It is no secret that overclocking gains in popularity every day. It seems like seldom a day goes by that we don't get some newbie in out forums asking how to overclock his ECS board. As fast as the overclocking community is expanding, the case modding community makes us all look like a bunch of snails. Maybe its because OCers are jumping into casemodding too, maybe its because people like taking the hole saw to their Dells, or maybe its because we, as a species, are obsessed with destruction, as well as looking cool, and case modding lets us do both. At any rate, its now not uncommon to see a case that's not only packed with screaming 6000RPM deltas, but waterpumps pushing some form of glowing coolant through neon tubes backlit by blacklights, neons, and cold cathodes. When you take into account that most of these systems are running Athlon XP's and Pentium4's as well as ti4600's and Radeon 9700's all backed by 4 disk raid arrays with 7200RPM Western Digital hardrives, you need a lot of power. It's just a guess, but somehow I don't think that the 145watt PSU in the back of your E-Machine is gonna cut it. My personal system is rather modest, but when given the opportunity to review a this high powered PSU, I jumped at it. There is nothing like a little extra juice. After all, it might come in handy if I ever decide to jump start a car using my PC.
Overview The package arrived in relatively nice condition considering it was sent via UPS ;) The actual packaging of the product arrived in pristine condition thanks to the sturdy box and ample packing peanuts. After peeling off the shrink wrap and figuring out how to open the box without tearing it, I had a nice view of the PSU and all the extra stuff that comes with it.
All of the following were included with the package:
4 Zip ties
The PSU itself was one of the prettiest damn chunks of aluminum Iíve ever seen in my life. All black, blemish free, shiny as hell, and with nice big 80mm holes all inhabited by clear fans, any of you who own windowed cases donít have to worry about aesthetics. Of course, after a little bit of handling Iím afraid I messed up the shiny finish with my fingerprints. Thatís nothing that canít be handled with a soft, dry terry cloth.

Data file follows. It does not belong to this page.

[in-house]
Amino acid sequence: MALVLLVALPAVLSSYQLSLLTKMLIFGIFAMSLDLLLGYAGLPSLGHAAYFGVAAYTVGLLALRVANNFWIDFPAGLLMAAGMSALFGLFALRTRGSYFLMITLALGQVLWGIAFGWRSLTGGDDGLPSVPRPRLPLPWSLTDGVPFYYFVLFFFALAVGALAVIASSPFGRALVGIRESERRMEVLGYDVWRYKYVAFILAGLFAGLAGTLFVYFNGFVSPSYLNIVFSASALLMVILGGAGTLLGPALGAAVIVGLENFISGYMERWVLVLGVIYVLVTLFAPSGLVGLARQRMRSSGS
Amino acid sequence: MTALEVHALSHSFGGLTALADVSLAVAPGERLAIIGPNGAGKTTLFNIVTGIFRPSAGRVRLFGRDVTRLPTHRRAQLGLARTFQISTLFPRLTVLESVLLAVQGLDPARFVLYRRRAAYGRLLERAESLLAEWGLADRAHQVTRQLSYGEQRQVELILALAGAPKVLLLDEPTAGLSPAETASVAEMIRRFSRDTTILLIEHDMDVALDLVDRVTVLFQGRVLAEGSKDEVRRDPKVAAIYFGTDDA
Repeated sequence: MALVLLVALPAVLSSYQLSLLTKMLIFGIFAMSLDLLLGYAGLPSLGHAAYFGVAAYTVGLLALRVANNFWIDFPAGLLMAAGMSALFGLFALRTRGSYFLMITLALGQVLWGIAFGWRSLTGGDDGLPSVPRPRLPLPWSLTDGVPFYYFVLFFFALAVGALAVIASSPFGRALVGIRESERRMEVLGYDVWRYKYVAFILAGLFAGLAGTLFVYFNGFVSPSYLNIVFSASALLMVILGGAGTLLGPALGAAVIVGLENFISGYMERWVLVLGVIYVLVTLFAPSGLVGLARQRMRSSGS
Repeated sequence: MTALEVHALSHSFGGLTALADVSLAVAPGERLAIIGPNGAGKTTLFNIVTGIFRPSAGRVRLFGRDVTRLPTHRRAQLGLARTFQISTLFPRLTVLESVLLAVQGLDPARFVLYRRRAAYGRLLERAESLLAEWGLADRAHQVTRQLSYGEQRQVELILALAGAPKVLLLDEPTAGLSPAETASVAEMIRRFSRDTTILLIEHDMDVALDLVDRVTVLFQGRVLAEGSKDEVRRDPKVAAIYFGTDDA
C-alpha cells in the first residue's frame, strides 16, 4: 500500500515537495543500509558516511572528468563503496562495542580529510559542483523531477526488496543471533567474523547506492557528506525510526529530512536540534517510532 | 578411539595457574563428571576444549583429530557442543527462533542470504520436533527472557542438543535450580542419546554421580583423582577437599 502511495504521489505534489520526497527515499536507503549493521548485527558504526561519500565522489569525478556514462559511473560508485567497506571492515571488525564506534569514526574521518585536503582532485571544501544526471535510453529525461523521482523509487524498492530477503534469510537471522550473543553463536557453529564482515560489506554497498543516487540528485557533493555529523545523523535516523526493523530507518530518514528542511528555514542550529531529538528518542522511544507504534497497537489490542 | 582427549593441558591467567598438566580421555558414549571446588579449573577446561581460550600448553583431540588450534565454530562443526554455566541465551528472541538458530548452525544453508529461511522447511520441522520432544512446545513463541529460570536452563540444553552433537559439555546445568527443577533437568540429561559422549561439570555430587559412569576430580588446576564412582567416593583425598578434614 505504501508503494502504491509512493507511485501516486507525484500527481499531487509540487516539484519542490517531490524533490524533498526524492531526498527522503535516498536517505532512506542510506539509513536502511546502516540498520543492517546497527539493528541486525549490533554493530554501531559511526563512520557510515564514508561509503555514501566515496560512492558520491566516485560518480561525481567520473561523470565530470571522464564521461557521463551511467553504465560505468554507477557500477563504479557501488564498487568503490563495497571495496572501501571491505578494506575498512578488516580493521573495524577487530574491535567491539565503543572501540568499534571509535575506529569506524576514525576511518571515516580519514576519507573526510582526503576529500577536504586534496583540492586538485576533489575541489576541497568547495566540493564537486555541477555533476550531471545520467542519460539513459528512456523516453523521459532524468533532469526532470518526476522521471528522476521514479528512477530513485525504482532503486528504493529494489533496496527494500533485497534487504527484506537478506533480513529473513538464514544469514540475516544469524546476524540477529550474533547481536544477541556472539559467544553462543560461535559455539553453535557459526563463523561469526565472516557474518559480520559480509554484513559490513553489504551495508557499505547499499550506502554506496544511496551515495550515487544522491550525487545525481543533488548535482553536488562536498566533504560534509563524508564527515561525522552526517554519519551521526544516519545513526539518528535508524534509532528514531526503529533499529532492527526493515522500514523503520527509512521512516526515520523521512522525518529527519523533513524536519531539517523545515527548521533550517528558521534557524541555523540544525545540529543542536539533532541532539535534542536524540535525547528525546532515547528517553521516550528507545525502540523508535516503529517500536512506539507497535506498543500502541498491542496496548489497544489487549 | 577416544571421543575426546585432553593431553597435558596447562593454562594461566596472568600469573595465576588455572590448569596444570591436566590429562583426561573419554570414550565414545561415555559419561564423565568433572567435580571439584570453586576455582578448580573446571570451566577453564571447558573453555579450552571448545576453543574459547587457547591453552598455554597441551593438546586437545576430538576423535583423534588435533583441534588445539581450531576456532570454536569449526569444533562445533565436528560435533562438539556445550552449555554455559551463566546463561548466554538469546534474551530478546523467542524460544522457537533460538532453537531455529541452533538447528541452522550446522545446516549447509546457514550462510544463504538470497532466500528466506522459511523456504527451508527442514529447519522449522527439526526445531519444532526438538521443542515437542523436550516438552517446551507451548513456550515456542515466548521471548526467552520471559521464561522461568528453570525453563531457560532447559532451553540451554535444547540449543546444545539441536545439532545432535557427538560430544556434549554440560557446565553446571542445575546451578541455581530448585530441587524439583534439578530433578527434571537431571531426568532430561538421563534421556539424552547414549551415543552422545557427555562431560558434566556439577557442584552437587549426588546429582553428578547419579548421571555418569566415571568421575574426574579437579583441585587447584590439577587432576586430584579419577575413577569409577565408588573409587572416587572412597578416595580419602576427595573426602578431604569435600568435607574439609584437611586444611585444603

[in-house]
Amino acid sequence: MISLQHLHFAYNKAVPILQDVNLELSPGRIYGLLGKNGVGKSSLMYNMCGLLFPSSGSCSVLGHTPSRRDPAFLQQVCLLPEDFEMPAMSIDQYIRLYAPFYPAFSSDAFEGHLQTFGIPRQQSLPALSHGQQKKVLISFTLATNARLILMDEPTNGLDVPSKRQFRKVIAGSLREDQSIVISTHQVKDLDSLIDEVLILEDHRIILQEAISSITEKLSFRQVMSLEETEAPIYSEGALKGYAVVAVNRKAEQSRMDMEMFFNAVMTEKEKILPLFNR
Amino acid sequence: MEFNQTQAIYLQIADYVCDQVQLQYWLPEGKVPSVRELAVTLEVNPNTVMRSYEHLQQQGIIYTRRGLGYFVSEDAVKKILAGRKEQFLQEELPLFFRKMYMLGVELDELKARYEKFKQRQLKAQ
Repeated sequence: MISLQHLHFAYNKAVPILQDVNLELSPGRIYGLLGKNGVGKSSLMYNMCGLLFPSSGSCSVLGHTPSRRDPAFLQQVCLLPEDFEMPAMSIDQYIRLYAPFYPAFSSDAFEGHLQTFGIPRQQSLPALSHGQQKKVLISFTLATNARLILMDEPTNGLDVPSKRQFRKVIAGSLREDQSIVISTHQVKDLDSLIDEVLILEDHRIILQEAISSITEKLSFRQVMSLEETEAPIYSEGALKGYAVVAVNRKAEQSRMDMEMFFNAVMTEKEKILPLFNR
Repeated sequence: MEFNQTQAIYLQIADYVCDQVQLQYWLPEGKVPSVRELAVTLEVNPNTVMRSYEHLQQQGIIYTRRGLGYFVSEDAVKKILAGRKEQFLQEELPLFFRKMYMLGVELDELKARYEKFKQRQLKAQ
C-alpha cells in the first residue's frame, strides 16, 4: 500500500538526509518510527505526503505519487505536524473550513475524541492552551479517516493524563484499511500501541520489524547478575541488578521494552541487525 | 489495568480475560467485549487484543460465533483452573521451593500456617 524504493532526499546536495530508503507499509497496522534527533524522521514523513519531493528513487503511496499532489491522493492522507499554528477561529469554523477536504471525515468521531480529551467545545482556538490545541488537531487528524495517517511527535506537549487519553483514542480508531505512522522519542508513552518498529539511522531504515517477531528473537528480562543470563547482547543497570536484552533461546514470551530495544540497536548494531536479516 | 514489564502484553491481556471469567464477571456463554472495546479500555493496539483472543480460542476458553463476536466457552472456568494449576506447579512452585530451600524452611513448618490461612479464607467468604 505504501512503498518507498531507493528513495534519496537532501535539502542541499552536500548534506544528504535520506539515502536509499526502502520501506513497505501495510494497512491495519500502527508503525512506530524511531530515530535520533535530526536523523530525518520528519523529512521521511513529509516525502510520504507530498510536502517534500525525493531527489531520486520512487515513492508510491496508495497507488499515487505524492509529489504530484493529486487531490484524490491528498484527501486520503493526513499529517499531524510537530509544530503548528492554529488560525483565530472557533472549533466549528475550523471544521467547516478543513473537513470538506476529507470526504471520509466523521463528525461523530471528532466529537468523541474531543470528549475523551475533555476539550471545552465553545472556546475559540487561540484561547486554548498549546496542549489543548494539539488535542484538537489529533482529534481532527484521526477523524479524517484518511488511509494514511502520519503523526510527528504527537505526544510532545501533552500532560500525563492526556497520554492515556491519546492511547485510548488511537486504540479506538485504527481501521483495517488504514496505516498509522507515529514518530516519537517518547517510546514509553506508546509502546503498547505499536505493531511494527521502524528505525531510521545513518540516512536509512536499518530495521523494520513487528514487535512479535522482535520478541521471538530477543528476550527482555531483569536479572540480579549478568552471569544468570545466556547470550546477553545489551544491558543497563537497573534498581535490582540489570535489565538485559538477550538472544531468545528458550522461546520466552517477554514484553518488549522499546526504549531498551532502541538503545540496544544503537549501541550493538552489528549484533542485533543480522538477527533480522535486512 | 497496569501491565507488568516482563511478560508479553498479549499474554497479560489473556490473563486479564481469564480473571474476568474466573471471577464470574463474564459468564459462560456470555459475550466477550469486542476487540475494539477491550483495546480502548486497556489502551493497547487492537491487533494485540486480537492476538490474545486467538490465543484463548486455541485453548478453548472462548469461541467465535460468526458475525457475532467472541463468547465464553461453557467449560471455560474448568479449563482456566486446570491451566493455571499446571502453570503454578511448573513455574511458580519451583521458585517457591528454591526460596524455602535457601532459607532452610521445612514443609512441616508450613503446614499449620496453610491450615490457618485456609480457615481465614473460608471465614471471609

3 Speed Thermal Fan Control Switch
3 Temperature Controlled Dual Ball Bearing Fans
Universal Connector Fits Most of Branded Mainboards
Additional AC Output For Peripheral
Lightweight Black Aluminum Casing
Electric-Shock-Free Protection Over Voltage Protection
Over Current Protection
Short Circuit Protection
ATX 12 V
Low Noise Level
Before any actually testing takes place, I must fulfill my sworn duty and honor as a total geek. I take this thing apart. I don't recommend you do this in your own home, as there are many dangerous parts inside of a PSU that can cause electrocution and possible death. Having said that, here are a few pics of what insides of this thing look like. AS you can see, its basically just a lot of stuff soldered on to a PCB with a few nice, chunky aluminum heatsinks on it. No POTS to adjust the voltage, but hey, sometimes you gotta live with that.
Installation Eager to see how this monster would fit in my case, I ripped out the old PSU and fit this guy in.
Here I run into the only problems Iíve had with this product. The PC Toys Power Maxx series of PSUís comes equipped with 3 80mm fans. One rear exhaust fan, one that blows into the PSU from the opposite side of the aluminum casing, and one that blows into the PSU from the bottom of the casing. The power supply I replaced it with only had 2 fans, one rear exhaust and the one on the opposite side of the PSU. Upon Installation, I noticed that the mounting system used in my Chieftec case sits the PSU on a ledge. Iím not sure how many other cases use the exact same style and dimension of ledge for mounting, so this may not even impact you, but the ledge partially covers the bottom fan.
This wouldnít be so annoying except for the fact that the fan grill sticks out from the bottom of the PSU and causes it to sit unevenly. This was remedied easily enough by removing the fan grill, but now I have a fan unguarded, and the hole is still partially blocked. Also, the wires are extremely long. For those of us with full tower cases, this is good thing. Unfortunately, I don't have a huge case, so I have a lot of extra wire that needed to be bundled up.
Lets head over to page 2 for the PSU's performance.
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